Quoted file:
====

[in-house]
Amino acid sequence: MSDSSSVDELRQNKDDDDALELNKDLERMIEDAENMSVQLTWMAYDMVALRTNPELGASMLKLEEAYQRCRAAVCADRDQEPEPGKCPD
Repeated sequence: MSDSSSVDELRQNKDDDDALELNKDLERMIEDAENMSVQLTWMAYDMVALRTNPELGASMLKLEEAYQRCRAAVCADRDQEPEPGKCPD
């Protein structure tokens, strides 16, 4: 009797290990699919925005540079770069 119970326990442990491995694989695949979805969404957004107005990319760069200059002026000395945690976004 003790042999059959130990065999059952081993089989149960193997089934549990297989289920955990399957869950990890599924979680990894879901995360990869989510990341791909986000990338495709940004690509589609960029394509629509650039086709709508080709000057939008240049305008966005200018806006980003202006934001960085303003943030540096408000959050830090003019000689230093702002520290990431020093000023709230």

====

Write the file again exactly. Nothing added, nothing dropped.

[in-house]
Amino acid sequence: MSDSSSVDELRQNKDDDDALELNKDLERMIEDAENMSVQLTWMAYDMVALRTNPELGASMLKLEEAYQRCRAAVCADRDQEPEPGKCPD
Repeated sequence: MSDSSSVDELRQNKDDDDALELNKDLERMIEDAENMSVQLTWMAYDMVALRTNPELGASMLKLEEAYQRCRAAVCADRDQEPEPGKCPD
């Protein structure tokens, strides 16, 4: 009797290990699919925005540079770069 119970326990442990491995694989695949979805969404957004107005990319760069200059002026000395945690976004 003790042999059959130990065999059952081993089989149960193997089934549990297989289920955990399957869950990890599924979680990894879901995360990869989510990341791909986000990338495709940004690509589609960029394509629509650039086709709508080709000057939008240049305008966005200018806006980003202006934001960085303003943030540096408000959050830090003019000689230093702002520290990431020093000023709230």